Black-Handed Spider Monkey
About the Black-Handed Spider Monkey
With a prehensile tail that acts as fifth limb, the agile black-handed spider monkey spends nearly all of its time hanging from its tail or swinging through the trees of its rainforest habitat—an activity known as brachiating. Rarely do spider monkeys venture to the forest floor. They're social animals, living in groups numbering from two to 30, communicating with barks and whinnies.
Spider Monkey Facts
The fur on the upper body, arms and feet of black-handed spider monkeys is dark brown or black. Their faces often have a pale mask of colorless skin. Unlike most other primates, their thumb is virtually non-existent. They have a long prehensile tail with a ‘palm-like’ pad of bare skin at the end.
Length: 1.3 feet to 2 feet with a 2.5 foot tail
Weight: 15 to 25 pounds
Black-handed spider monkeys eat fruits, nuts leaves and seeds.
These monkeys have no set breeding season. Mothers give birth to one offspring after a 225-day to 232-day gestation period. Young will stay with their mothers for 2 to 3 years. Males reach sexual maturity after 5 years and females reach sexual maturity after 4 years.
Black-handed spider monkeys are social primates that live in groups of 2 to 30 individuals. These groups split and reunite throughout the year depending on the availability of food. They don't have a usable thumb and their tail acts as a fifth limb. Both of these adaptations help them swing (brachiate) through the trees.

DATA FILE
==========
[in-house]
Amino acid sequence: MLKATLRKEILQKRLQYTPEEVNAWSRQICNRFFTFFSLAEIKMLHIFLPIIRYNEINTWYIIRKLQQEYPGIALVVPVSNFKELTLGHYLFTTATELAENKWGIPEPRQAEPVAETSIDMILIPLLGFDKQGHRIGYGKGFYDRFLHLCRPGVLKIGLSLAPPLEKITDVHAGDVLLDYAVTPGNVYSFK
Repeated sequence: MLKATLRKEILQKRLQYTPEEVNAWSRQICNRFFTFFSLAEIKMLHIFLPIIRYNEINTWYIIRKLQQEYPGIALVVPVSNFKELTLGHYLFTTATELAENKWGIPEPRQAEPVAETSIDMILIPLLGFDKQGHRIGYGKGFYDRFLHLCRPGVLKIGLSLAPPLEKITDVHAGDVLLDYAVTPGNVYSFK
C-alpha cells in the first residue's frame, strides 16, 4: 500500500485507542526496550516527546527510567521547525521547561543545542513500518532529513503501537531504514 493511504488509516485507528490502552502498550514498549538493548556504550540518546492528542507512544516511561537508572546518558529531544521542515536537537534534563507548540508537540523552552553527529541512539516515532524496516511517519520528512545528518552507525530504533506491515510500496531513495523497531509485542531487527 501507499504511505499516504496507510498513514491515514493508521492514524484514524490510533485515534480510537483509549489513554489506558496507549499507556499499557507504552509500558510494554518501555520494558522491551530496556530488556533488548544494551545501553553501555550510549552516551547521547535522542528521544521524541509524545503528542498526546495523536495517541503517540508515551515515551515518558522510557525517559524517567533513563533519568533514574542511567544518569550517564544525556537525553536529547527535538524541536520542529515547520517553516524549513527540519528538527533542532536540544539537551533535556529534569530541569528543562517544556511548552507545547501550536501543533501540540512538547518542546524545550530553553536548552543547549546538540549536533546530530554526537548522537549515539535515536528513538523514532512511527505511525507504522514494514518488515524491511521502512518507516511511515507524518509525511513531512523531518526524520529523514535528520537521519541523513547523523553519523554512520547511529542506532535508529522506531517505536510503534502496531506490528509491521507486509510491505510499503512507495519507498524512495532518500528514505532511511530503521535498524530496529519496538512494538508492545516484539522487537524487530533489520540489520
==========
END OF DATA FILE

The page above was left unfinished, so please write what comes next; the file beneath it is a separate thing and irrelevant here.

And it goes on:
They're diurnal and feed primarily in the early morning. They rarely descend to the forest floor or ascend to the tops of the canopy due to feline predators on the forest floor and raptor predators at the top of the canopy.
The black-handed spider monkey ranges in the canopy of lowland and mountainous rainforests from southern Mexico to Columbia.
Median Life Expectancy:
The major threat to black-handed spider monkeys is habitat loss of forests. Secondary concerns are the illegal pet trade and being hunted for their meat.